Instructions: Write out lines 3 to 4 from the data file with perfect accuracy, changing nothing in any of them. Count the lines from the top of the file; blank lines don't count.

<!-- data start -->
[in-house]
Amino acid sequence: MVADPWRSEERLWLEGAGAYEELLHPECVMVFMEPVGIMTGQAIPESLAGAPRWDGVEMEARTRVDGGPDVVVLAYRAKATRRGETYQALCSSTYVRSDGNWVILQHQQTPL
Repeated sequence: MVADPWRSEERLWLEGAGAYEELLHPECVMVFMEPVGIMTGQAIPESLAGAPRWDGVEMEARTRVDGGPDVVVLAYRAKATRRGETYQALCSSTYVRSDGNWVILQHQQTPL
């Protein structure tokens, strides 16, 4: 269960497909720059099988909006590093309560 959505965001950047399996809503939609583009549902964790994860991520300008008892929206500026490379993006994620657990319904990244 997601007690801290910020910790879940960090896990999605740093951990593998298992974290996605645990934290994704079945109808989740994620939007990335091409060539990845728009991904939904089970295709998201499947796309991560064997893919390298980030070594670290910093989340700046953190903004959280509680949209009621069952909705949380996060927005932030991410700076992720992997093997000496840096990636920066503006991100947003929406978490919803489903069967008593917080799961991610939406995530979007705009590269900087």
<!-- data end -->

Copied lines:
Repeated sequence: MVADPWRSEERLWLEGAGAYEELLHPECVMVFMEPVGIMTGQAIPESLAGAPRWDGVEMEARTRVDGGPDVVVLAYRAKATRRGETYQALCSSTYVRSDGNWVILQHQQTPL
């Protein structure tokens, strides 16, 4: 269960497909720059099988909006590093309560 959505965001950047399996809503939609583009549902964790994860991520300008008892929206500026490379993006994620657990319904990244 997601007690801290910020910790879940960090896990999605740093951990593998298992974290996605645990934290994704079945109808989740994620939007990335091409060539990845728009991904939904089970295709998201499947796309991560064997893919390298980030070594670290910093989340700046953190903004959280509680949209009621069952909705949380996060927005932030991410700076992720992997093997000496840096990636920066503006991100947003929406978490919803489903069967008593917080799961991610939406995530979007705009590269900087």